“I’m Sorry, But You Just Don’t Meet Our Underwriting Standards”

American Chartered Bank

“I’m Sorry, But You Just Don’t Meet Our Underwriting Standards”

This phrase is:

  1. A banker’s favorite saying, or
  2. What an informed business should be able to say to a bank.

The answer is B.

Now more than ever, it is important for businesses to do their due diligence on banks, just as banks perform due diligence on them.  It is even more important to understand a bank’s motivation and priorities at this crucial time in the post-recession economy.  Unfortunately, clients may have become less of a priority to banks.

Much has happened in the last seven years or so to change the landscape for all businesses, particularly banks.  Too big to fail, troubled loan portfolios, TARP, bank closures, takeover of failed banks, mergers, turnover, zero interest rate environment, out-of-state decision-making, significantly increased regulatory and reporting requirements - these are factors that have caused significant changes in the banking business and have had a profound effect on the local business community.  To be sure, the banking industry has come a long way and it is stronger than ever, but there are some questions that you may want to consider for one of your critical strategic partners:

  • Is the bank financially strong? Balance sheet?  Earnings?
    If your strategic partners - banks, vendors, etc. – are not strong that could create instability. Their priorities may be with plugging the holes rather than nurturing clients. Bankrate and Bauer are two very basic bank rating sites that may provide helpful information. For full financial reports go to www.fdic.gov.
  • How is the condition of the loan portfolio of the bank?
    There is a metric called the “Texas Ratio” that measures the amount of troubled credit compared to a bank’s capital. A score of 100 basically means that 100% of a bank’s capital is at risk due to already recognized issues.  A score of <50 is desired.  A troubled bank is focused on managing their troubled loans and cleaning up for the examiners, not always on their good clients.
  • Is the bank growing or shrinking?
    During the recession banks shrunk in asset size as a result of deleveraging and to maintain or improve their capital ratios. Most banks are growing again.   If the bank is still shrinking, it may mean that they may still be dealing with loan troubles or other factors causing clients to leave the bank.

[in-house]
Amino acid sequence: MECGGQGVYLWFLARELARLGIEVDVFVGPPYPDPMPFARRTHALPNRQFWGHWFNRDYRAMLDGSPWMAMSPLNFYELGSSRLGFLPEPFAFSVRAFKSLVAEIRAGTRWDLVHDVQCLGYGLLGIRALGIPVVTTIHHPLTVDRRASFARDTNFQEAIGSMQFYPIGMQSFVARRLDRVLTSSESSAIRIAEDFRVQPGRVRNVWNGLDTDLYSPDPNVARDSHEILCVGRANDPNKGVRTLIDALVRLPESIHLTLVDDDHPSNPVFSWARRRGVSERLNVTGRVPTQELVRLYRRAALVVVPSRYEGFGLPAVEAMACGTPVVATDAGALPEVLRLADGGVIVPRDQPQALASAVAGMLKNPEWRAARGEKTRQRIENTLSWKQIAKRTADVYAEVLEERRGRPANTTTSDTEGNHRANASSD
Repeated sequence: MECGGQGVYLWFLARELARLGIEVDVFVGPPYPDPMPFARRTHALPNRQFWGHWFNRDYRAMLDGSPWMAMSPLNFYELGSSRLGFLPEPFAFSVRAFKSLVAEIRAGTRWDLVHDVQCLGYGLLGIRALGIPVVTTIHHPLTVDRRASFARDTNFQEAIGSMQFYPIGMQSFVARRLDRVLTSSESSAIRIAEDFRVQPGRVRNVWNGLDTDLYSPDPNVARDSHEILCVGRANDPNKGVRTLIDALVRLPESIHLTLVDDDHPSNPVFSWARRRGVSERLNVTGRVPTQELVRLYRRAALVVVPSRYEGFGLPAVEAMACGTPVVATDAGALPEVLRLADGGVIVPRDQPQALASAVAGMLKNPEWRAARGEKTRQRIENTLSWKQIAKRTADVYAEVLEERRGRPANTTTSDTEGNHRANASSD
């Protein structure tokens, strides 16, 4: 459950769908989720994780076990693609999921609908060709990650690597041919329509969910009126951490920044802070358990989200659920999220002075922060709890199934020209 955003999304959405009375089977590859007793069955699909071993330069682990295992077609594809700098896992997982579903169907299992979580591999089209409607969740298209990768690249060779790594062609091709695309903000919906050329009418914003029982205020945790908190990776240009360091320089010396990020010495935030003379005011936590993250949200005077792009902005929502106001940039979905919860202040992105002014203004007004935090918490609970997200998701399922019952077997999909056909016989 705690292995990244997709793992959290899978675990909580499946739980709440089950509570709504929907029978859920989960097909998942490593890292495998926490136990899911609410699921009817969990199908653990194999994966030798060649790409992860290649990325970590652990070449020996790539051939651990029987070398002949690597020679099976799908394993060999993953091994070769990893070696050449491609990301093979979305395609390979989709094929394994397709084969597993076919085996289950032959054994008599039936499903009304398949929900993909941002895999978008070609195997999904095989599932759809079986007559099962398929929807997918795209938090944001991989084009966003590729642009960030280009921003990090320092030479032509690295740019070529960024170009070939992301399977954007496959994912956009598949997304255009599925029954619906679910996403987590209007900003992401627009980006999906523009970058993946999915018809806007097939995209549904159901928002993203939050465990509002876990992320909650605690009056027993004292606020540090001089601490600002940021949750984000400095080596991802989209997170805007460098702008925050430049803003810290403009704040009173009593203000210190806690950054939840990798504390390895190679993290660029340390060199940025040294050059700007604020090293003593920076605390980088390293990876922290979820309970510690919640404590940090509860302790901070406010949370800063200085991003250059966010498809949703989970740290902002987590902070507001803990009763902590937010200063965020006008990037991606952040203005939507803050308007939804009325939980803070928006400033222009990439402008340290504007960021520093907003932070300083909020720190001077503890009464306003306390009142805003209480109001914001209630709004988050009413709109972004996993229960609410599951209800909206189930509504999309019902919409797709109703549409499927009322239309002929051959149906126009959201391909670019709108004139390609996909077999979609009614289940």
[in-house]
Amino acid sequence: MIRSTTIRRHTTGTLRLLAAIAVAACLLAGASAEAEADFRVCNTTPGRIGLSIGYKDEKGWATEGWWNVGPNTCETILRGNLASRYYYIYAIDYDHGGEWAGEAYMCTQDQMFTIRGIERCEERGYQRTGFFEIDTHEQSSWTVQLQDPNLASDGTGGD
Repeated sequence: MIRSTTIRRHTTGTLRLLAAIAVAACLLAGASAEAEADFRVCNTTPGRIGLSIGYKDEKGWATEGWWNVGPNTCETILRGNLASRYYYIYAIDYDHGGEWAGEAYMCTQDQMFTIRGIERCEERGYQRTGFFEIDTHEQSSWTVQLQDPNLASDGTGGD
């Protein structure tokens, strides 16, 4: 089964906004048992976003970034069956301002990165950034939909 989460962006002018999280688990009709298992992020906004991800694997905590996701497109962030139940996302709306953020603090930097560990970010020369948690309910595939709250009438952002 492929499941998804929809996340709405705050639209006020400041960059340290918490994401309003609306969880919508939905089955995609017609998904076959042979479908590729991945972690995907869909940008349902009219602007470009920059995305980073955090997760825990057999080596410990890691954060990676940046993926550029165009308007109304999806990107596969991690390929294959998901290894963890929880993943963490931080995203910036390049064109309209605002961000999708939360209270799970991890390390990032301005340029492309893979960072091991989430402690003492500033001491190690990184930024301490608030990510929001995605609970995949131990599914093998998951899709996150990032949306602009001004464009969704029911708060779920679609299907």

• Where are decisions made and by whom? What is the process?
    Due to consolidation and Chicago losing its status as a banking center, decisions may not be made locally. It is important to have a relationship with the decision-makers and understand where the decisions are being made.
  • Is the bank responsive, how long does it take to get a loan commitment?
    If it takes weeks to get a decision, there may be a problem.
  • How is the banker motivated and rewarded?
    Does the banker have anything at risk? Are they motivated to help you succeed or does it not matter to their future and well-being?
  • Are deposits important to the bank?
    In this unique and elongated period of extremely low interest rates, deposits may not be very profitable to a bank at this time. You may be a successful business that has a strong balance sheet and does not borrow, keeps very high deposit balances, and receiving very little attention because you may not be as profitable  an account today.  Rates will rise and profitability of deposits will improve so a long-term view values conservatively run businesses.  Make sure that a successful business such as yours matters to the bank.
  • How often has the relationship manager been changed?
    If you have to retrain a new banker every two years, there is an issue.
  • Does the bank/banker understand businesses my size, in my industry?
    Is the banker experienced and do they “get it”?
  • What is the opinion of other businesses or professionals that I respect of the bank?What do accountants, lawyers and others say about the bank?

These are some of the questions that businesses should be asking as we move forward in a challenging economy.  All industries are more competitive than ever and businesses need to leverage the relationships and strategic partnerships that they have to succeed.  A proper amount of due diligence will ensure that you are with a good partner and can maximize your efforts.  Banks may need to hear that they don’t meet your underwriting standards.

Make sure that you matter!

Best success,
Ken Stemke
American Chartered Bank

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